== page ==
“I begin to sing of rich-haired Demeter, giver of good gifts, bringer of seasons, universal Mother.” Thus start several ancient Greek hymns to Demeter, the Olympian Goddess of the Harvest and agriculture. You’ve probably heard of Demeter in conjunction with her daughter, Persephone. But although motherhood is a sacred aspect of Demeter’s identity, the Goddess is so much more than that!
As we approach the first Harvest of the Year, let’s take some time to acquaint ourselves better with “She of the Grain”.
The origins of Demeter
Demeter means “Earth Mother” or “Grain Mother”. She is considered one of the six original Olympians: a child of Kronos and Rhea, a granddaughter of Ouranos (Sky) and Gaia (Earth), and a sibling of Zeus. Possibly though, Gaia, Rhea and Demeter are all different names/iterations of the same Mother Earth Goddess.
Way before the Olympian pantheon, Demeter was worshipped in the East under a different name: Cybele, the personification of Mother Earth. Already popular in Asia Minor, Demeter/Cybele arrived in Minoan Crete where she was called “Idamate”, Earth Mother. (To this day, the most impressive mountain of the Cretan island still carries her name.) As such, her Olympian origin story may be an attempt to give the most powerful, overarching Goddess, a more narrow and specific domain — a common practice at the time.
Demeter’s role in the Greek Pantheon
As we’ve seen, the Gods and Goddesses of the Olympian Pantheon of Ancient Greece all had very specific roles and domains. As such, Demeter became in charge of agriculture, particularly fruit, grain, and ultimately bread. She was the one who gave Earth and its inhabitants the bounty they needed to survive each season as well as teaching them how to plant, sow, and harvest so that they would always have food. Demeter was also often called Sito (“She of the Grain”) and Thesmophoros (“Law-Bringer”). This was because, apart from matters of the Harvest, Demeter also presided over the cycle of life and death, as well as the upholding of sacred laws.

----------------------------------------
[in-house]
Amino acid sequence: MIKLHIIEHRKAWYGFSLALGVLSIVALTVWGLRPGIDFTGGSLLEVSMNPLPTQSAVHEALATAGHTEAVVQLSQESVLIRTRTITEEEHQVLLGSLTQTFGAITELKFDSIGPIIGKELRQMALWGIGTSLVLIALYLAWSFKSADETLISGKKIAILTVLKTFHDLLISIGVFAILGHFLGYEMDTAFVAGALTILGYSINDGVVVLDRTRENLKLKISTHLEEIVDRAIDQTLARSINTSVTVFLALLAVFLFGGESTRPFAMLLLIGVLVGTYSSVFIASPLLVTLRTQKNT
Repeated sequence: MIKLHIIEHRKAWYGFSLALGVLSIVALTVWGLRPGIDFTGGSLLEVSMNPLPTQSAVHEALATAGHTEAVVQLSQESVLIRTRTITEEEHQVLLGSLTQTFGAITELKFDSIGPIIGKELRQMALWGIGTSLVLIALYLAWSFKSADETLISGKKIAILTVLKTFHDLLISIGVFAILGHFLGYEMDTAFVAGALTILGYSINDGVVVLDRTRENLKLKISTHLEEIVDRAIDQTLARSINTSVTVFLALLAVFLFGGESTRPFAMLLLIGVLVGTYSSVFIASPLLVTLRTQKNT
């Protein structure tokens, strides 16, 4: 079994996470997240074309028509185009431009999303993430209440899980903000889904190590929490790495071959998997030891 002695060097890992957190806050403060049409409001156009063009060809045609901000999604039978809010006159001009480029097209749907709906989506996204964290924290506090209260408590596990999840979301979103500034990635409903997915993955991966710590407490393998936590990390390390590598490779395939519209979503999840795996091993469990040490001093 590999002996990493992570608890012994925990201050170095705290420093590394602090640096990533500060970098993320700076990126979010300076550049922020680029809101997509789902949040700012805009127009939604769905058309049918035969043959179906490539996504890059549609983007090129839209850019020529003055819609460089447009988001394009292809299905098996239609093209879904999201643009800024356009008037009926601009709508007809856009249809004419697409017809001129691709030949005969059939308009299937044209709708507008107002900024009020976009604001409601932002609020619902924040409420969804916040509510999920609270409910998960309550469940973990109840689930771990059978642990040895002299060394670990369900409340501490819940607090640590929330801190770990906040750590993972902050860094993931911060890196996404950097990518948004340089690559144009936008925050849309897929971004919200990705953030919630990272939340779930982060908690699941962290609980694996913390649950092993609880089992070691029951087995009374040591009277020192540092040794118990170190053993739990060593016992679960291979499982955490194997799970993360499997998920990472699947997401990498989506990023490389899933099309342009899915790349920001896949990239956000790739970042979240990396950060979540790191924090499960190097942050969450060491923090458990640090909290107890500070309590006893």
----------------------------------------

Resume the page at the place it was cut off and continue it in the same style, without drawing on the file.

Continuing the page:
The most common myth around Demeter and her great power revolves around her daughter Persephone. Persephone was the daughter of Demeter and Zeus. Demeter and Persephone were very close so when Persephone was abducted by Hades and carried to his Underworld domain, Demeter was so devastated by the loss of her child that she brought drought and winter on Earth. There were no more grains and fruit; people were starving.
At some point, Zeus intervened and ordered Hades to release Persephone back to her mother. But Hades, who had fallen in love with Persephone, offered her a pomegranate before letting her go, from which Persephone ate six seeds. According to Underworld laws, that meant she would be bound to Hades for six months every year. There was nothing Demeter could do about it, so she accepted this new reality, which brought forth the creation of the “seasons”. Whenever her daughter would emerge from the Underworld, Demeter would be so happy she would fill the Earth with flowers, fruit, and grain. These became the bountiful seasons of Spring and Summer. But when it was time for Persephone to descend back to Hades, Demeter’s sadness would let the Earth dry out; thus bringing forth Autumn and Winter.
During these long winters, although she knew her daughter would eventually return to her, Demeter would still roam the Earth holding a torch, looking for her.
At some point, as she searched, Demeter found herself at the palace of the king of Eleusis, outside of Athens. There, disguised as a crone, she asked for shelter and became the wet nurse of the King’s sons. Wanting to repay the King for his kindness, Demeter tried to make one of his sons immortal by anointing him with ambrosia and placing him in the fires of the hearth to “burn away his mortality”. But when the Queen witnessed Demeter burning her son in the fire, she screamed, interrupting the process. Still, Demeter was determined to reward the King’s family, so she taught his other son the art of agriculture which he in turn shared with humanity. That way, people could make the most of the bountiful seasons and be prepared when winter came.